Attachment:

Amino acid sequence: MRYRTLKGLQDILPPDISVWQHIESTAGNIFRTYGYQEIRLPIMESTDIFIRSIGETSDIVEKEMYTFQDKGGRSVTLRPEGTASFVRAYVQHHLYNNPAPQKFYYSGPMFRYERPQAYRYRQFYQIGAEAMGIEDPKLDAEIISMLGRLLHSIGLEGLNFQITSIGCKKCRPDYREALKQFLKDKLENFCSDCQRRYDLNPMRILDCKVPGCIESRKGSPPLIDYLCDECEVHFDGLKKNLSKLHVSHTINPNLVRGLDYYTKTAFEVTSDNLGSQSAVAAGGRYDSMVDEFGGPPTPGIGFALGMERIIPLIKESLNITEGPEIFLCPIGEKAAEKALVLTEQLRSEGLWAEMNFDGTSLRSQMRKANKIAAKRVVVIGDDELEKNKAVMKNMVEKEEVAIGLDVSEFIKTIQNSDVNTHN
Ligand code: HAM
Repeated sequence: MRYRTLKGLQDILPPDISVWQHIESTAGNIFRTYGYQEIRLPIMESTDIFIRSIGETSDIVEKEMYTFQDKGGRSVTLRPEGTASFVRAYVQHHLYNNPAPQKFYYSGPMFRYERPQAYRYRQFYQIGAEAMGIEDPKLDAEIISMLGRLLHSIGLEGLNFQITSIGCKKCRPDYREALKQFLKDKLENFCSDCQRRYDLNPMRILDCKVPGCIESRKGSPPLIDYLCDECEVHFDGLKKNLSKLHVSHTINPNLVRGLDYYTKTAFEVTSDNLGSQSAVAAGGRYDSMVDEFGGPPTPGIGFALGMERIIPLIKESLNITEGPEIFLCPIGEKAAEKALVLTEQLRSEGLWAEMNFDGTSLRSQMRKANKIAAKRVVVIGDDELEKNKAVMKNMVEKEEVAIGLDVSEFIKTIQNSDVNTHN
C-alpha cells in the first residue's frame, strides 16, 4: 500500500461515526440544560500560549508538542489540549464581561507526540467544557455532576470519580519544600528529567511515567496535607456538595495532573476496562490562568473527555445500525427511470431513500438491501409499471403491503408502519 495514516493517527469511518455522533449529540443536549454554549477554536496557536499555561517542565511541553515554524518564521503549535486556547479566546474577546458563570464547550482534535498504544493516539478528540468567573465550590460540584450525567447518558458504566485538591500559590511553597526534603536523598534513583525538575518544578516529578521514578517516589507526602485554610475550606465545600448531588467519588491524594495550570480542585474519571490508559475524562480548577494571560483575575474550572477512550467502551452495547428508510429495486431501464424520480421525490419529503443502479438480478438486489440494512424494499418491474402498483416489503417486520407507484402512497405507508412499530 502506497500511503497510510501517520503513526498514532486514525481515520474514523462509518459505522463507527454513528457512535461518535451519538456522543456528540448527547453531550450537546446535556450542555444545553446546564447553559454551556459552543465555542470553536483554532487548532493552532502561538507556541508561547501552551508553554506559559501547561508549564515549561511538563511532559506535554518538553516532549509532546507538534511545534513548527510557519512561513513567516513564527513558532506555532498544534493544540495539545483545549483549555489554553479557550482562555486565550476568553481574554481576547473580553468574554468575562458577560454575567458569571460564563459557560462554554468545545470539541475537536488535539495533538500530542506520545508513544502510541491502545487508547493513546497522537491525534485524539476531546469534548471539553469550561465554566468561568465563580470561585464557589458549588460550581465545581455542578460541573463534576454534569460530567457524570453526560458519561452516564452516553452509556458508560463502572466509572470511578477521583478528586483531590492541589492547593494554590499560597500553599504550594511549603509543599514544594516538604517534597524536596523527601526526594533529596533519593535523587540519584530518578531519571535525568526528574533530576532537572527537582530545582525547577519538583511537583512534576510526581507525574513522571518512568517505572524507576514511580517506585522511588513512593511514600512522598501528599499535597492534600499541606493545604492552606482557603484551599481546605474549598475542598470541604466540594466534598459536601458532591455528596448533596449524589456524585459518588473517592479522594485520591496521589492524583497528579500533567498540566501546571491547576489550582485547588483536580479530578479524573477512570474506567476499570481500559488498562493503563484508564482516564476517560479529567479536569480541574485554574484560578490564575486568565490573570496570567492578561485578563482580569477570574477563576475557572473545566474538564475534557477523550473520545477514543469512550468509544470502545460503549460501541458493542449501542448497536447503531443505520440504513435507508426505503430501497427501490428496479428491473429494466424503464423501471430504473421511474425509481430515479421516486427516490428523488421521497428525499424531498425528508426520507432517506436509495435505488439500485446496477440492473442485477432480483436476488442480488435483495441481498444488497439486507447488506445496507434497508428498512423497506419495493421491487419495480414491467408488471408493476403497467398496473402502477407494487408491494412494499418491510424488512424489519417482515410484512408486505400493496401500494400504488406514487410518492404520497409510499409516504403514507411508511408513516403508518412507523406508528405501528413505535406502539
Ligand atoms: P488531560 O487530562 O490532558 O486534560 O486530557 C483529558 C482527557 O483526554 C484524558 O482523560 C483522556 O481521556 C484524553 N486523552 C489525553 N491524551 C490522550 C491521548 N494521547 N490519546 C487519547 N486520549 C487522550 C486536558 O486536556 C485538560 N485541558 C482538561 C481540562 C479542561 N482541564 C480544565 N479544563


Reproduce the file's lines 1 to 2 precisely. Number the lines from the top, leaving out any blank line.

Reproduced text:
Amino acid sequence: MRYRTLKGLQDILPPDISVWQHIESTAGNIFRTYGYQEIRLPIMESTDIFIRSIGETSDIVEKEMYTFQDKGGRSVTLRPEGTASFVRAYVQHHLYNNPAPQKFYYSGPMFRYERPQAYRYRQFYQIGAEAMGIEDPKLDAEIISMLGRLLHSIGLEGLNFQITSIGCKKCRPDYREALKQFLKDKLENFCSDCQRRYDLNPMRILDCKVPGCIESRKGSPPLIDYLCDECEVHFDGLKKNLSKLHVSHTINPNLVRGLDYYTKTAFEVTSDNLGSQSAVAAGGRYDSMVDEFGGPPTPGIGFALGMERIIPLIKESLNITEGPEIFLCPIGEKAAEKALVLTEQLRSEGLWAEMNFDGTSLRSQMRKANKIAAKRVVVIGDDELEKNKAVMKNMVEKEEVAIGLDVSEFIKTIQNSDVNTHN
Ligand code: HAM